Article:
At that point, the 12 volunteer members of the board, agreed. Bowers, Weston and the Bristol Town Band would share the honor this year during the group’s annual meeting/celebration on Sunday.
Last year the honor went to Marianne Lust and Deborah Lubar; and the year before that it was Pete Sutherland. This is the sixth year that 5 Town Friends of the Arts has given this type of honor.
THE BRISTOL TOWN Band has been around a long time. This photo was taken sometime before 1920.
Photo courtesy of the Henry Sheldon Museum
The first thing you should know about Ken Weston is that he’s almost 87 years old (the oldest band member with the longest tenure) and is still playing a horn. It’s an alto horn, called the mellophone — and it takes a lot of wind.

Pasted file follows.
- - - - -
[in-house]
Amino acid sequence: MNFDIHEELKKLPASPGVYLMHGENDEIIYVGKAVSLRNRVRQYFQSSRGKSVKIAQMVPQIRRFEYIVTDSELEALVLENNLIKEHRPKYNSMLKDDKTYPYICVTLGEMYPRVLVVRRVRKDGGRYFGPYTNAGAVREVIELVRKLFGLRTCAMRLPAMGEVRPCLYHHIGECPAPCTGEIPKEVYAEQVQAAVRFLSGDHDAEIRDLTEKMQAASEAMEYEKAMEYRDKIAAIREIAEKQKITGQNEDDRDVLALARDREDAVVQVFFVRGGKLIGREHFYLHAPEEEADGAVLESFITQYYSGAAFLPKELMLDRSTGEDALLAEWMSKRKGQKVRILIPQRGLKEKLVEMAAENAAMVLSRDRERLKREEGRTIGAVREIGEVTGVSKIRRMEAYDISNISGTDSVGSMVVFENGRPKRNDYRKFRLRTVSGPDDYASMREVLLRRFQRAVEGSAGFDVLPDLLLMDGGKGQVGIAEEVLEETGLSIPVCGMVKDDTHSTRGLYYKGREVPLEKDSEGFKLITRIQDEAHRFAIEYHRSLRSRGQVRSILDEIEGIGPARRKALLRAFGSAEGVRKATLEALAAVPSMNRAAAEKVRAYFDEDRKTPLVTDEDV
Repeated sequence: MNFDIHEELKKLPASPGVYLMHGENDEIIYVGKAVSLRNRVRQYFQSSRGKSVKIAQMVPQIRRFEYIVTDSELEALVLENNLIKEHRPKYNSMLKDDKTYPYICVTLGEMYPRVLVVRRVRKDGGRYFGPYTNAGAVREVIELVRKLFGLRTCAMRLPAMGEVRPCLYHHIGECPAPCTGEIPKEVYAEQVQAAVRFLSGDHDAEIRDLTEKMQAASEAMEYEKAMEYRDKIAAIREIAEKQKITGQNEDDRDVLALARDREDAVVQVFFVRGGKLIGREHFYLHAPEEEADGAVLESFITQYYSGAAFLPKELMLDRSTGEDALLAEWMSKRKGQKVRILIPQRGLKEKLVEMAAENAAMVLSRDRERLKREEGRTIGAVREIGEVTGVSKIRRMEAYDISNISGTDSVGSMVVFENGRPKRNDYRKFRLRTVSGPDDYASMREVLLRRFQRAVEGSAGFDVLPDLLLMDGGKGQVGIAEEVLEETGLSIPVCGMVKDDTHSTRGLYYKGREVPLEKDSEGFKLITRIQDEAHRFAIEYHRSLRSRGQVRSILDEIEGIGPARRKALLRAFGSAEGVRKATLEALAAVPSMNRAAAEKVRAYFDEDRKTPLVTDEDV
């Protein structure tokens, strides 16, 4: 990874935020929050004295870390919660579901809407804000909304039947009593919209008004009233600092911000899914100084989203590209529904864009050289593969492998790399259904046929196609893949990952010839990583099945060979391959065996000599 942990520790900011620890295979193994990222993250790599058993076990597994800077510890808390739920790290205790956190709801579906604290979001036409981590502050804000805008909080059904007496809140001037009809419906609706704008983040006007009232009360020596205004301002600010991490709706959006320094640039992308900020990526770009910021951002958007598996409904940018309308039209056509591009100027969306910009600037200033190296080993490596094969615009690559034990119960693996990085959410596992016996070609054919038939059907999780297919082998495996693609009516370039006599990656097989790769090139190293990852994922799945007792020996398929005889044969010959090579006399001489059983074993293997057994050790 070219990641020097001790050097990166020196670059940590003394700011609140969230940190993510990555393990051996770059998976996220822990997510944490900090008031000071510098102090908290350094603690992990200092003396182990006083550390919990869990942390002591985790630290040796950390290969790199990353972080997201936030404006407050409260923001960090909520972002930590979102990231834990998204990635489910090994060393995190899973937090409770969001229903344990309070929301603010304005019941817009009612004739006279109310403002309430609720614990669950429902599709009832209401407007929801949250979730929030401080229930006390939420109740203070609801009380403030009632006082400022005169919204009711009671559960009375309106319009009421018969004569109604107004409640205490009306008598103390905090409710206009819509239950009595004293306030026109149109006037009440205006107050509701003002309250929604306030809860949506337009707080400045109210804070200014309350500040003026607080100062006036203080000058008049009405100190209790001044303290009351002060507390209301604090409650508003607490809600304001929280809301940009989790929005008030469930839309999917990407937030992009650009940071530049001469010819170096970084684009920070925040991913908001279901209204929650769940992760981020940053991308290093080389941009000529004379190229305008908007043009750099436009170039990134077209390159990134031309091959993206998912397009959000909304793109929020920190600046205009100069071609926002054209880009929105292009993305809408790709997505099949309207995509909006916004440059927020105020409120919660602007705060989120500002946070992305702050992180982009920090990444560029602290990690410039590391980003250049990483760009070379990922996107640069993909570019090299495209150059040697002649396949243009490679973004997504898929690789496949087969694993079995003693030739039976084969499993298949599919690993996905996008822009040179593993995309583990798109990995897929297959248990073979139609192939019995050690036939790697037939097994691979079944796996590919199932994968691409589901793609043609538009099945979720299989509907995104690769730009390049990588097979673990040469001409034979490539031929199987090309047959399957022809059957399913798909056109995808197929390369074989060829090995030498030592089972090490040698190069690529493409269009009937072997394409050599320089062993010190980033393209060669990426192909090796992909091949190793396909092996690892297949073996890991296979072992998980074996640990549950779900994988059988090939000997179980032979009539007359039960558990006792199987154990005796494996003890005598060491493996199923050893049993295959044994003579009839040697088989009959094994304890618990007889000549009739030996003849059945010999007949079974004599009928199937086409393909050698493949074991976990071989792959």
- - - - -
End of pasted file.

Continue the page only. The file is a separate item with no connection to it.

Weston moved to Bristol in 1960, bought the house across from Clark, the former band director, and joined the band in the summer of ’61. “Roy recruited me,” said Weston, the father of six. “We had young children at the time and Roy needed my wife and I to come play so he found a babysitter for us.”
Weston didn’t have any formal music training. He grew up learning to play on his own in Conway, Mass., where he and friends started a square dance band. When he came to Bristol he worked for A. Johnson as a forester and land surveyor for 15 years. Then he started his own business as a land surveyor, moved with his wife from the village out to their farm in Bristol — where they also raise Christmas trees.